Imaging in urology is undergoing rapid changes but current research needs to change and should concentrate on well-designed and high quality studies, according to Prof. Peter Albers (DE).
“Imaging is really an evolving field in urology. However, the way we look at it is not really scientific,” said Albers as he noted that there is a need to focus current research work on high quality studies. Albers spoke during the Souvenir Session of the final plenary meeting at the 29th Annual EAU Congress which ended today in Stockholm, Sweden.
He mentioned three main topics in urological imaging, namely, the emergence of new ultrasound techniques to detect prostate cancer (PCa), the use of multiparameter Magnetic Resonance Imaging (mpMRI) in PCa detection and diagnosis, and the use of radionuclide imaging in detecting PSA recurrence following radical prostatectomy and/or radiotherapy.
Regarding MRI use, Albers said the queries to address are the use of MRI for primary detection, for secondary detection after prior negative biopsty or for active surveillance. He noted that the are no clear answers yet considering that studies are ongoing and outcomes have yet to be fully evaluated.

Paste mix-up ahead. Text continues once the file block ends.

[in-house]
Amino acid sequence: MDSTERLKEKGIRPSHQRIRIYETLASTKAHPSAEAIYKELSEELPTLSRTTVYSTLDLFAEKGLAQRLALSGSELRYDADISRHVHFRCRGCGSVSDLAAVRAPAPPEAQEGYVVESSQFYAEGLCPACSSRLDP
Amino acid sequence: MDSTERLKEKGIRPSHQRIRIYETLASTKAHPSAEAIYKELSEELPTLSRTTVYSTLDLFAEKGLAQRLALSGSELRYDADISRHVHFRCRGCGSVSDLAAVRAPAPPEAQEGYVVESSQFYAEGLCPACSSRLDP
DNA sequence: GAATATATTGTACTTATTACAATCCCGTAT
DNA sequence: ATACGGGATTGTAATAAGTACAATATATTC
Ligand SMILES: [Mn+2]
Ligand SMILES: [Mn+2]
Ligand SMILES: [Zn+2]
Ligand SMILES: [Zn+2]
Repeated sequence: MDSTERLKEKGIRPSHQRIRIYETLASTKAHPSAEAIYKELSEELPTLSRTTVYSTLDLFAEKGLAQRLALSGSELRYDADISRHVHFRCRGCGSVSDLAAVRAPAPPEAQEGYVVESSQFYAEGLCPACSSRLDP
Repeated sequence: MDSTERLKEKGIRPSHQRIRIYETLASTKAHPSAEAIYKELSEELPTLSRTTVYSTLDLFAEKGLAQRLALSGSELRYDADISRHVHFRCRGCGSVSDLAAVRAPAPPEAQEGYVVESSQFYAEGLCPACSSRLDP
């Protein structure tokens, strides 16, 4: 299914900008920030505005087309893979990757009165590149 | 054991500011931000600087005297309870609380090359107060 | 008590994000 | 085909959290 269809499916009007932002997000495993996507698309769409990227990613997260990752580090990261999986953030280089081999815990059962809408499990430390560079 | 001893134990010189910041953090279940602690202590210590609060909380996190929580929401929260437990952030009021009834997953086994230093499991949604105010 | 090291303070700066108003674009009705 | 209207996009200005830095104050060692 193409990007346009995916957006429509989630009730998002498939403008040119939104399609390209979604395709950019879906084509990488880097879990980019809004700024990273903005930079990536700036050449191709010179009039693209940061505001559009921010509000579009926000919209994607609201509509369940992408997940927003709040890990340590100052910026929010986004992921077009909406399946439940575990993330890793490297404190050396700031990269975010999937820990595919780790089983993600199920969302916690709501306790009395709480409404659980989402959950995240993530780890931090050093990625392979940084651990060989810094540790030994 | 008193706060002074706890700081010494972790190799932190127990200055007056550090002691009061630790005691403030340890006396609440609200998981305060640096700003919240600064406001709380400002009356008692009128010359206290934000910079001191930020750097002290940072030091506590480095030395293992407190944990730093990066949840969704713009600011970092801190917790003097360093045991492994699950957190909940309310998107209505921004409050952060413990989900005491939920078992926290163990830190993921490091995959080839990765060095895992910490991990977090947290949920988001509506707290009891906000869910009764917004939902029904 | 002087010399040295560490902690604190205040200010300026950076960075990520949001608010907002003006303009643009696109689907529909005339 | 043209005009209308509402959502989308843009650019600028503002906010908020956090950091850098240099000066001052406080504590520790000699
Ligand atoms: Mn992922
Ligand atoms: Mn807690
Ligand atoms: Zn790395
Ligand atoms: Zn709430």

He mentioned the entry of a new tracer such as Gallium-68 for positron emission tomography (PET) imaging, which has significantly improved the quality of imaging, while adding that this needs confirmation in larger series of trials.
In his concluding remarks, Albers said: “New ultrasound techniques like elastography and histoscanning, currently, do not improve the detection of prostate cancer.” And although “mpMRI is useful to detect prostate cancer,” he noted that 31% of tumours, however, are not detected ( including up to 6% of significant tumours) if mpMRI is used alone.
For the first biopsy, TRUS remains the standard with mpMRI facilatating the detection of significant tumours, according to Albers. “For the second biopsy, mpMRI is helpful to detect tumours outside of the usual TRUS templates,” he added.